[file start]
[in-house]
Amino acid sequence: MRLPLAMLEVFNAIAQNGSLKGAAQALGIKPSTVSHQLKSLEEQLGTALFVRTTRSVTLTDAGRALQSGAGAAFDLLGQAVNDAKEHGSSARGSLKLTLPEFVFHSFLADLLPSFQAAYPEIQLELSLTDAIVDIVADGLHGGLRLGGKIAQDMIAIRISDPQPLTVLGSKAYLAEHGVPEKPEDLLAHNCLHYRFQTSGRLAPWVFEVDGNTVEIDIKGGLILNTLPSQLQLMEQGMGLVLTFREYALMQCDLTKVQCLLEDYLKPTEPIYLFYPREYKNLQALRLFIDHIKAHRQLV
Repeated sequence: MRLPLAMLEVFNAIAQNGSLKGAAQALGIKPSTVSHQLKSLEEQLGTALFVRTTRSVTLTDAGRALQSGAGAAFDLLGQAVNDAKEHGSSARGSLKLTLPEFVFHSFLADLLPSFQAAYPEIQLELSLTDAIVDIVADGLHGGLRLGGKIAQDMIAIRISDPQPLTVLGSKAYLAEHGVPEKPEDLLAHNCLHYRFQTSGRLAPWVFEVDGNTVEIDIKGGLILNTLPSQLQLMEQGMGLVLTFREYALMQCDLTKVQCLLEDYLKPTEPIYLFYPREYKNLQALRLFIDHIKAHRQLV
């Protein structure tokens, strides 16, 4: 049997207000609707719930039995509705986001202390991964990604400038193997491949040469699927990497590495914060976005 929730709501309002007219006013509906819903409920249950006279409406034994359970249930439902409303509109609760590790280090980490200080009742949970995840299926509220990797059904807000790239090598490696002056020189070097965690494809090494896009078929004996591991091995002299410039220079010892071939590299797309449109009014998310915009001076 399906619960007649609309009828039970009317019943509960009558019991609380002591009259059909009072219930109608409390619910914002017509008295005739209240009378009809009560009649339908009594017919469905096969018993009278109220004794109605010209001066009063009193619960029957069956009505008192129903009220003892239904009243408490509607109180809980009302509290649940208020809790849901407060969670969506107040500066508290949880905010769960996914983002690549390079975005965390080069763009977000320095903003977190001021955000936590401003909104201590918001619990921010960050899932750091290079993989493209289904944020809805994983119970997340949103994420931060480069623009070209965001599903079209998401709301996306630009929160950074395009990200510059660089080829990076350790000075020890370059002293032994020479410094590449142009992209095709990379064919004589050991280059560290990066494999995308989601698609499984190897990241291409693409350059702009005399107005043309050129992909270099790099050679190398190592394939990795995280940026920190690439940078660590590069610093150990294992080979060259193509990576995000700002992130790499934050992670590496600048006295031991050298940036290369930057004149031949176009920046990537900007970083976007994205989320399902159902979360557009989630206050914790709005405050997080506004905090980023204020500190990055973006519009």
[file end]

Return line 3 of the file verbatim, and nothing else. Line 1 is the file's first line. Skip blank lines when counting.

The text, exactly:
Repeated sequence: MRLPLAMLEVFNAIAQNGSLKGAAQALGIKPSTVSHQLKSLEEQLGTALFVRTTRSVTLTDAGRALQSGAGAAFDLLGQAVNDAKEHGSSARGSLKLTLPEFVFHSFLADLLPSFQAAYPEIQLELSLTDAIVDIVADGLHGGLRLGGKIAQDMIAIRISDPQPLTVLGSKAYLAEHGVPEKPEDLLAHNCLHYRFQTSGRLAPWVFEVDGNTVEIDIKGGLILNTLPSQLQLMEQGMGLVLTFREYALMQCDLTKVQCLLEDYLKPTEPIYLFYPREYKNLQALRLFIDHIKAHRQLV